Adding custom controls

Since our example will be short video instructions to an activity, we will add a "play/pause button," a "seek bar," and a "volume control." You can get a sense of all of your options by perusing the help files for the FLVPlayback class or by scanning the other items in the Components panel under Video.

  1. Return to the Components panel (Window > Components) and re-expand the Video list if necessary.
  2. Drag each of the following components onto the stage and position them where you would like: PlayPauseButton, SeekBar, and VoumeBar. Give each of these an instance name, using the names player, seeker, and volBar for consistency with the code below.
  3. Add the following lines of code to the Actions panel:


videoInstructions.playPauseButton = player;

videoInstructions.seekBar = seeker;

videoInstructions.volumeBar = volBar;


At this point, you will have an swf file consisting of one frame containing the video container with our custom controls. The swf file will behave as illustrated here. (We have not embedded this file within the page because video with sound that starts by itself can be annoying.)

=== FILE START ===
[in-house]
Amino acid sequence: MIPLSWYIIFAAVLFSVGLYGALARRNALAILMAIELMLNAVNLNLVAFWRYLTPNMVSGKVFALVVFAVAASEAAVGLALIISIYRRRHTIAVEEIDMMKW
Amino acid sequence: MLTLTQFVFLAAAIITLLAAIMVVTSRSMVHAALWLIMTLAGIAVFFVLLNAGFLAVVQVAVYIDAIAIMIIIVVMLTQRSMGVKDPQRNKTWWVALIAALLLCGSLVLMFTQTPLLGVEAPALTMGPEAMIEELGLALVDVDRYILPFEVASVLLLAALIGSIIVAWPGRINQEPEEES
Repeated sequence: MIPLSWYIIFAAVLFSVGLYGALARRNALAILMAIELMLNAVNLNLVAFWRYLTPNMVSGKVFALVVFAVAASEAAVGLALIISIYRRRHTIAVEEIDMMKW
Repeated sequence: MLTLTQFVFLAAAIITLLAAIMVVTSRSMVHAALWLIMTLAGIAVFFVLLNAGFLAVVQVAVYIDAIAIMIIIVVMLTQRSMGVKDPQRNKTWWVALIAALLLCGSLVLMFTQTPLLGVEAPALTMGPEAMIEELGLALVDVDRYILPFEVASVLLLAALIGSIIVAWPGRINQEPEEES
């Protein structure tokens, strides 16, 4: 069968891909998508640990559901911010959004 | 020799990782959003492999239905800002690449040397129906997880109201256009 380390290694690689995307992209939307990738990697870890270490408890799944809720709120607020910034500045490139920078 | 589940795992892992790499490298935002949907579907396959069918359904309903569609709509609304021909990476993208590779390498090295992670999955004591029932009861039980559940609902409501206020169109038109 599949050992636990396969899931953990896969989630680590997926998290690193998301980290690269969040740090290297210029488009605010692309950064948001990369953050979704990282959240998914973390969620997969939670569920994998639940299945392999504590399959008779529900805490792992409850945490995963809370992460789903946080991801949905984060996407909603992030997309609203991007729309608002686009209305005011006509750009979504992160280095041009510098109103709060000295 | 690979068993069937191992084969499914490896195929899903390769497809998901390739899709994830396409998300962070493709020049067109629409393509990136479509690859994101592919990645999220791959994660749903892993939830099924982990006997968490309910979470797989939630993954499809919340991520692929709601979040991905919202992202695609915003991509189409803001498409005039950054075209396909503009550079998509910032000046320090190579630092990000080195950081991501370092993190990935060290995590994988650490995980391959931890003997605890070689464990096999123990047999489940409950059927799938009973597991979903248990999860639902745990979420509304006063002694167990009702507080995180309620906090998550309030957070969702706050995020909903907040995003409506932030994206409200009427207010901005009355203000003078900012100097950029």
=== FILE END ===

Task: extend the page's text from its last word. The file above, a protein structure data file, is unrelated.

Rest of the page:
Automatic response when the video is complete

Not only would we like to be able to continue in our main managing Flash movie when a video has finished playing, but we would like to do it in a way that is consistent with our work on the first two pages of this tutorial. In other words, the script that we wrote for the managing movie on page 2 can remain unchanged as long as we build the fla file containing the video clip properly. Recall that on page 2 we tested when a loaded swf was finished by comparing its currentFrame property to its totalFrames property. To make this work with an swf containing a video, we simply need to add a blank second frame and write instructions so that we go to the second frame when the video (in the first frame) has finished playing. This can be accomplished in just a few short steps.